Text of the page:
But, MadhusUdana explains, the sAdhya in this case CANNOT be split into two terms A and B, such that each can be independently proved. We HAVE to consider the combined difference from existence and nonexistence. Why? Because, the hetu, dR^ishyatva (perceptiblity), in this case is the hetu for the CONJUNCTION (or combination) of absolute difference from existence AND absolute difference from nonexistence. (Recall that the sAdhya is to be inferred from the invariable concomitance of the hetu with the sAdhya.)
Without further ado, let us hear the unassailable reply of MadhusUdana:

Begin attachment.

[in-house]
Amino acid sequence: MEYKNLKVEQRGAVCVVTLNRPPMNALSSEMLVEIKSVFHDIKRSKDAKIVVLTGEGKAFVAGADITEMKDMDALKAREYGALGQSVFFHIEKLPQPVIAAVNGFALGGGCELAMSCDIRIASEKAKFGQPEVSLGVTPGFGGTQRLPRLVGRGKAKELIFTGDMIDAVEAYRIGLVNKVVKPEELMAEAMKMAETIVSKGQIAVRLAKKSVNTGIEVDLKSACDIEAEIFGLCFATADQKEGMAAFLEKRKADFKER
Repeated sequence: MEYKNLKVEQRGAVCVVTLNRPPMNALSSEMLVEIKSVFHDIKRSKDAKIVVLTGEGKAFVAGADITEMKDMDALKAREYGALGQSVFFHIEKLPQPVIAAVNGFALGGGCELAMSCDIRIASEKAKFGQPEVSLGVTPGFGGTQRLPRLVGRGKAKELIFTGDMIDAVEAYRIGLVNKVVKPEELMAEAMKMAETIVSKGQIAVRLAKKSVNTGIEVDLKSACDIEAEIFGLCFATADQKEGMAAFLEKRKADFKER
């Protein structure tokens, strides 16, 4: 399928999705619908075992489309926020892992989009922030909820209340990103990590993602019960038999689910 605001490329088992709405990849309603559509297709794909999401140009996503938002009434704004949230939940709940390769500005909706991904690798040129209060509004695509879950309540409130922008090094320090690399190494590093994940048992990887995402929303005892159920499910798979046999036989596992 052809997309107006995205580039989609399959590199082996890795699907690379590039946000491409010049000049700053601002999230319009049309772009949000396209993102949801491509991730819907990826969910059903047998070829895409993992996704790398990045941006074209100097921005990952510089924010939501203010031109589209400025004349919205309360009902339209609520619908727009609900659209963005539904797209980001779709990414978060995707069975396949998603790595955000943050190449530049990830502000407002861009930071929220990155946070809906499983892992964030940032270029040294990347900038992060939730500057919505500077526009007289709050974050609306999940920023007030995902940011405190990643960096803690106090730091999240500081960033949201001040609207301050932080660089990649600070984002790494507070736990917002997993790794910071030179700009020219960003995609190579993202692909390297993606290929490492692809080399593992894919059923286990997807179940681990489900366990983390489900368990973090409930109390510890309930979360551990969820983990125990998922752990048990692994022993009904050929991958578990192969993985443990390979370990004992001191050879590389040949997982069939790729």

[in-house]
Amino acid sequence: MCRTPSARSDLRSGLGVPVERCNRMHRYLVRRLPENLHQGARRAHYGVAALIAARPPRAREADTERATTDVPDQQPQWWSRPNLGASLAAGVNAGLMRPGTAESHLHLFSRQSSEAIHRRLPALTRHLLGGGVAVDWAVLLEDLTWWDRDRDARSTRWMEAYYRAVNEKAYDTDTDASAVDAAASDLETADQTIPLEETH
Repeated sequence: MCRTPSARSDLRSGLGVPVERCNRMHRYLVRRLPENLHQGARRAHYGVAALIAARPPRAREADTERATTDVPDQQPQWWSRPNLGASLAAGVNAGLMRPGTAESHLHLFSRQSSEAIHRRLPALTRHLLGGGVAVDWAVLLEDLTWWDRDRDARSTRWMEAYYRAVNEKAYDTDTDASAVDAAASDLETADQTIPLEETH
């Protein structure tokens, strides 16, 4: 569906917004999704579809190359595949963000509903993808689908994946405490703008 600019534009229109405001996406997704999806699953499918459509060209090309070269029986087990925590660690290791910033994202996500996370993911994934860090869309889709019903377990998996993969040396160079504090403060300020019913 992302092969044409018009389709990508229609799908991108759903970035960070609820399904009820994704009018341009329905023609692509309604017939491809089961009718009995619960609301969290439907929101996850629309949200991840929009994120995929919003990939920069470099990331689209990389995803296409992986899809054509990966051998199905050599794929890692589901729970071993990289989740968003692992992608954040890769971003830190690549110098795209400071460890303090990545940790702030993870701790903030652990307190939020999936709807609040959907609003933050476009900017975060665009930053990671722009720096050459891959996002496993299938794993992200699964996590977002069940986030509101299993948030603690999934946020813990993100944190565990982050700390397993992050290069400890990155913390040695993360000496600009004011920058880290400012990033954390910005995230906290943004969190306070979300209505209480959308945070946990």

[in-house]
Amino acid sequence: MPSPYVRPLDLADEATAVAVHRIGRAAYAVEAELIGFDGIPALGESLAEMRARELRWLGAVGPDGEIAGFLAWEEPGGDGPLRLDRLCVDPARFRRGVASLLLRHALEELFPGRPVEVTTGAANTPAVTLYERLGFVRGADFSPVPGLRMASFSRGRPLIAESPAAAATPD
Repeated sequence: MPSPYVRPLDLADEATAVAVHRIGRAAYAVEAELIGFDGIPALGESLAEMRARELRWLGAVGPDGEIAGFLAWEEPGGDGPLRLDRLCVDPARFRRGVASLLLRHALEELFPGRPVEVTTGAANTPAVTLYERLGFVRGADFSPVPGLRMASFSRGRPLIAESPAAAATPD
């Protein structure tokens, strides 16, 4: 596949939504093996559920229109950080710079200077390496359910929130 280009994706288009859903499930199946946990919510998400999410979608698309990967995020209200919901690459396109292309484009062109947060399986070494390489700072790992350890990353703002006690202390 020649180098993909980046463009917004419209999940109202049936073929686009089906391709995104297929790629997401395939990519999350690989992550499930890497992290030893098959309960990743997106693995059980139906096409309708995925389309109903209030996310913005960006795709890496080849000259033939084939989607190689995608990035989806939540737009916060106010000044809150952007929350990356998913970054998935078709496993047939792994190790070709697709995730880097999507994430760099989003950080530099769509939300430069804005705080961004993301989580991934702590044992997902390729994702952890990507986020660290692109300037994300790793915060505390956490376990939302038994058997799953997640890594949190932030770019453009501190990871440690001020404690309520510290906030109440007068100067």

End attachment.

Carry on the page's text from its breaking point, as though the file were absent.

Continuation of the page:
nacha - asattvavyatireka-aMshasya-asadbhedasya cha prapaJNche
siddhattvena-aMshataH siddha-sAdhanamiti - vAchyam.h | "guNAdikaM
guNyAdinA bhinnAbhinnaM samAnAdhikR^itatvAt.h" iti bhedAbhedavAdiprayoge
tArkikAdyaN^gIkR^itasya bhinnatvasya siddhAvapi uddeshya-pratItyasiddher-
yathA na siddha-sAdhanaM, tathA prakR^ite .api militapratIteruddeshyatvA-
nna siddha-sAdhanam.h | yathA tattvAbhede ghaTaH kuMbha iti sAmAnAdhi-
karaNya-pratIteradarshanena militasiddhiruddeshyA, tathA prakR^ite .api
sattvarahite tuchchhe dR^ishyatva-adarshanena militasya tatprayojakatayA
militasiddhiruddeshyeti samAnam.h |